Can Tim Tebow be eligible? He's a veteran, which would make him ineligible, but he's also played as many snaps in the NFL since 2012 as you and I, and he has no real expectations. He's got an interesting case. Chip Kelly has been the one (along with Eliot Shorr-Parks) to applaud him, talking up his progression through every stage of offseason workouts. He has been mentioned by some national writers as a 2 point specialist even though Chip hasn't gone for 2 since the opening stages of his first game. I can see him being on the field for a touchdown drive (but not actually doing anything) to take the lead in the second half of a pre-season game and getting praised for being a winner. And Matt Barkley will need a miracle to hang to a job, so people will say "they need a 3rd QB it's gotta be Tebow!" only for them to start the season with just 2 QBs. That's Na Brown material to me.

Patrick: You're right about Ertz, though I am feeling more optimistic about this year. The question with him (and, really, all the skill position guys) is whether or not there will be enough catches to go around. Last year the team had 612 pass attempts and 384 catches. And that' way up from 2013, when the team had 497 pass attempts and 310 receptions. So if the Eagles' skill guys catch, say, 350 passes, how many are going to Ertz? 50? 60? That's a huge chunk of all pass plays, and that's not factoring in the other guys: Nelson Agholor, Jordan Matthews, Josh Huff, Brent Celek... the list goes on.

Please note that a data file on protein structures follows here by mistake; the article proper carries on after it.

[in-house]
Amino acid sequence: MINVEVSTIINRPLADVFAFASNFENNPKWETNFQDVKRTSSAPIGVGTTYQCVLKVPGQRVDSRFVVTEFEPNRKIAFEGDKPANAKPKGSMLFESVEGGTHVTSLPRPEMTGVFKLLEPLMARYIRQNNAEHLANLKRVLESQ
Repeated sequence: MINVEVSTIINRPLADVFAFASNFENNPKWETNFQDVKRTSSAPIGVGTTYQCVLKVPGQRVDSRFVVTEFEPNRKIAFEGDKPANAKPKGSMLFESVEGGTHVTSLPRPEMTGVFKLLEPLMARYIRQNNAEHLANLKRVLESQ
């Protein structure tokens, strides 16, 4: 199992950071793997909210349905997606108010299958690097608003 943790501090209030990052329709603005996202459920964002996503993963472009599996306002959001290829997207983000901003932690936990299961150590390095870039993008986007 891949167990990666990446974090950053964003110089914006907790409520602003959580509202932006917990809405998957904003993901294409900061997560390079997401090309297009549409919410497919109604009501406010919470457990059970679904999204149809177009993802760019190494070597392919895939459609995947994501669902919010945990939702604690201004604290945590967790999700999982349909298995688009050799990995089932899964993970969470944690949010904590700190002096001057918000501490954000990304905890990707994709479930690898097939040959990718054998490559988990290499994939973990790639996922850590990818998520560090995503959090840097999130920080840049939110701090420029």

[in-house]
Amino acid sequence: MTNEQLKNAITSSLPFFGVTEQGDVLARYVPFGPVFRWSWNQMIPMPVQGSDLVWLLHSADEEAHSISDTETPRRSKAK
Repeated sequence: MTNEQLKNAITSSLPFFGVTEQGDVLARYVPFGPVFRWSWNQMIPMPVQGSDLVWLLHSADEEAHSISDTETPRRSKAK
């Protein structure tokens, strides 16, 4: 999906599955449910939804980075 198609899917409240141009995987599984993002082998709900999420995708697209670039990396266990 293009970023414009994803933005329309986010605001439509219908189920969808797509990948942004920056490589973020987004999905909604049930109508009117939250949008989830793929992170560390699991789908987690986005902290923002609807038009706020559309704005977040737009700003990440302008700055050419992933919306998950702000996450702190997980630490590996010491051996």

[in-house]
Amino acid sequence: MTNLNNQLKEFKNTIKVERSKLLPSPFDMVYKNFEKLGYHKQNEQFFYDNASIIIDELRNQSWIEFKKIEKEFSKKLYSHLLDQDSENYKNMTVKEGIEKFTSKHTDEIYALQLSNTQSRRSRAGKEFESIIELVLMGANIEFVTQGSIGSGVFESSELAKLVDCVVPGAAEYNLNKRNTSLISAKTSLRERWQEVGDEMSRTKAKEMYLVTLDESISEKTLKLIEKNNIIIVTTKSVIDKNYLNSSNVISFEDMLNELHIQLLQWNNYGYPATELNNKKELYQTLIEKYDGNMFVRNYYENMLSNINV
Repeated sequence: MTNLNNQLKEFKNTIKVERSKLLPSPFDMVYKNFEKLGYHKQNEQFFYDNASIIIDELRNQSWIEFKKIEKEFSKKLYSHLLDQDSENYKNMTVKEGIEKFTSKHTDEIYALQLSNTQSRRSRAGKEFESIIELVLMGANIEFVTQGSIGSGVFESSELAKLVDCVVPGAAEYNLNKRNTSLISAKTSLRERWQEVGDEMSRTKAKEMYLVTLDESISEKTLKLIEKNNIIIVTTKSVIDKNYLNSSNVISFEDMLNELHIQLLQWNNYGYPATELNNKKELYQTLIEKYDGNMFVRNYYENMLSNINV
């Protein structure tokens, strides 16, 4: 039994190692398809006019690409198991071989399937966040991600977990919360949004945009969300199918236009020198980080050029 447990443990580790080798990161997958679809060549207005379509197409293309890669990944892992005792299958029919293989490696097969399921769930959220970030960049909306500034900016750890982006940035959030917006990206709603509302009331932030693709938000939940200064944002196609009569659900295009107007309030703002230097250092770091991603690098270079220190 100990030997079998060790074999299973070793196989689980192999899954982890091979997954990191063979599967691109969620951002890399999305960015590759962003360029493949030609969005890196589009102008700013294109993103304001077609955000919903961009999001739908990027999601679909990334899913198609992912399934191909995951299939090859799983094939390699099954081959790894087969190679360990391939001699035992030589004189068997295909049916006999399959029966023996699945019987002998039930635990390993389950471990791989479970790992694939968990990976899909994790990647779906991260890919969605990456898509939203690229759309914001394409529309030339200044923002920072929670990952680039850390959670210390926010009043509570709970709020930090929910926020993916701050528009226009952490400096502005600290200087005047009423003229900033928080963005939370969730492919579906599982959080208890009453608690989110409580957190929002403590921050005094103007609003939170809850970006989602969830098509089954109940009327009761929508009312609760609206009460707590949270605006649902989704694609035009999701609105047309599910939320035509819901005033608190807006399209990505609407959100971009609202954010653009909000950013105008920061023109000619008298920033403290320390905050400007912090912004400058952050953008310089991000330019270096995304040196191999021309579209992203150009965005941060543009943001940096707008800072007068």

As for the Na Brown Award nominees, this is an interesting class. I want Tebow to be eligible if for nothing else than the comment section vitriol we'd be sure to accrue (love y'all!). Even if he doesn't look great, I'd probably keep him over Barkley. I don't want either starting under any circumstance, but if they have to, at least give me the guy who's more mobile and has a proven record (I can't believe I typed those words). I also think the safety class could produce some real award-winners. Guys like Jerome Couplin, Ed Reynolds, et al. could really push for the coveted offseason award.

Dave: Yeah it seems like DB might be the best bet. Football Outsiders had a hilarious take in their NFC East post-draft wrap up, saying that the most likely UDFA to make the team will be... Denzel Rice, because of the uncertainty of the depth chart, not because of his abilities. They also, and I don't mean to beat up on him here, rely heavily on an ESP article for their UDFA analysis. That's just lazy. But I digress.

I also expect someone to falsely impress at right guard with the position open and so many UDFAs. Usually we see an unknown or two stand out in OTAs but this year it's been veterans. Tebow kind of sort and Seyi Ajirotutu, who has gotten some nice press.

We'll have to keep a diligent eye on the Na Brown Award this year, we slipped last year.